Strengthen plants weakened by pathogens with Avengelus BASIC
Our customer Mrs. A.I. S. from St. Gallen owns a Prunus lusitanica ‘Angustifolia’ also called Portuguese cherry laurel. This cherry laurel has a nice charisma and spreads Mediterranean charm. It comes from Portugal and its leaves, 6 to 12 centimetres long, have a beautiful shine. But the Portuguese cherry laurel has even more to offer: Its branches have a deep pink colour and the white flowers (from June to July) smell very pleasant. No wonder bees, butterflies and birds are attracted by this cherry laurel. The care is simple, because this plant is quite undemanding: cut back once a year, it grows well on any soil or in flower pots.
For two years, Mrs. S. has been observing increasingly severe damage to the leaves of her cherry laurel by the weevil. In spring 2018 there were almost no leaves left on the plant.
Detect damage caused by the weevil
As weevils are nocturnal animals, they are rarely seen. During the day they hide under mulch, leaves, flower pots. The infestation is usually only noticeable by the characteristic pattern of damage. The larvae eat the roots, while the beetles eat the green parts of the plant above ground. Typical damages are U-shaped eroded leaf edges – the so-called bayside damage.
For treatment, MycoSolutions recommended the use of nematodes spread in water and with a watering can on the soil to be treated in June 2018. The useful 0.1 mm small microorganisms penetrate the larvae and pupae of the weevil and thereby transmit a bacterium that multiplies in the larva and causes them to die. Then they look for a new host or survive in the soil.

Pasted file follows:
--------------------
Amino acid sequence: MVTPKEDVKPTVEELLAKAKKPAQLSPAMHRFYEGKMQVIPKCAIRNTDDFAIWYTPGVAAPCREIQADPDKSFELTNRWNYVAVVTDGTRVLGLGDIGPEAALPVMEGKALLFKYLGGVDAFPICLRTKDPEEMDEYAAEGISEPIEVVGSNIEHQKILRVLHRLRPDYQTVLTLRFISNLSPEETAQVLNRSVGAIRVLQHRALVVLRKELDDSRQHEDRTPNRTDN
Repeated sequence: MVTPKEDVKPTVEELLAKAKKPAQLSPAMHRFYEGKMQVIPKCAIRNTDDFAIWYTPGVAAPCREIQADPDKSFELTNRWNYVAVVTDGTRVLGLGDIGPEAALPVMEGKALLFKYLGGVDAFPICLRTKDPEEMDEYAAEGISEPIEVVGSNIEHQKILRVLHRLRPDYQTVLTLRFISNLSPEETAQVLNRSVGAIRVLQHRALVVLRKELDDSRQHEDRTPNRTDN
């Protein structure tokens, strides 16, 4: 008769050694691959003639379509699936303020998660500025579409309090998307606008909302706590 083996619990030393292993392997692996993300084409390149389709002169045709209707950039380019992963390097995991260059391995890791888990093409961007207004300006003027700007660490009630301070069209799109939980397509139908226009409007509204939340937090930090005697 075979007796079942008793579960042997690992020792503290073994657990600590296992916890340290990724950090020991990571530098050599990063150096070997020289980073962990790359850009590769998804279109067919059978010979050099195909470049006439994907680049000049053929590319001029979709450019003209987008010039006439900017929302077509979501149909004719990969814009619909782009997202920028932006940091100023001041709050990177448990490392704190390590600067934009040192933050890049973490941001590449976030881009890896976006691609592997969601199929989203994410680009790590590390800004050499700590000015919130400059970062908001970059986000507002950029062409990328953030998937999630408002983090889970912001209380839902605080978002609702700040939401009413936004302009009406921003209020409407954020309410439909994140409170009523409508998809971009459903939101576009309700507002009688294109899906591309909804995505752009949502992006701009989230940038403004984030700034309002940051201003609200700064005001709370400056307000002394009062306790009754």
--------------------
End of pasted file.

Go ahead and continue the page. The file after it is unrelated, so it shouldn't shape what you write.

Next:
In addition to root canal treatment with nematodes, Mrs. S. also used the plant growth promoter Avengelus BASIC Gel at the end of June 2018. Just one week after the treatment, the Portuguese cherry laurel began to sprout again. Interestingly, the newly formed leaves were not infested by the beetle of the weevil, although traces of feeding were still visible on older leaves.
Pre-immunisation against pathogens by Trichoderma
Model for pre-immunisation with Trichoderma versus Botrytis cinerea in tomato. Root colonization with Trichoderma increases the activity and formation for Jasmonic acid (JA) in leaves, which in turn increases the resistance of the leaves against pathogens (e.g. insect caused damage). Salicylic acid (SA) helps the plant to defend itself against fungi and abscisic acid (ABA) helps to cope with drought stress (Martínez-Medina et al., 2013; Harman et al., 2004).
Avengelus BASIC contains a high number of Trichoderma harzianum spores. These produce various substances in the root area of the host plant and stimulate them to produce more of their own antibodies. With this pre-immunisation, Trichoderma helps many host plants to protect themselves against pathogens and to remain vital.
Ms. S. was pleasantly surprised at how quickly her Portuguese cherry laurel responded to the treatment and will now carry out further follow-up treatments with Avengelus BASIC Gel.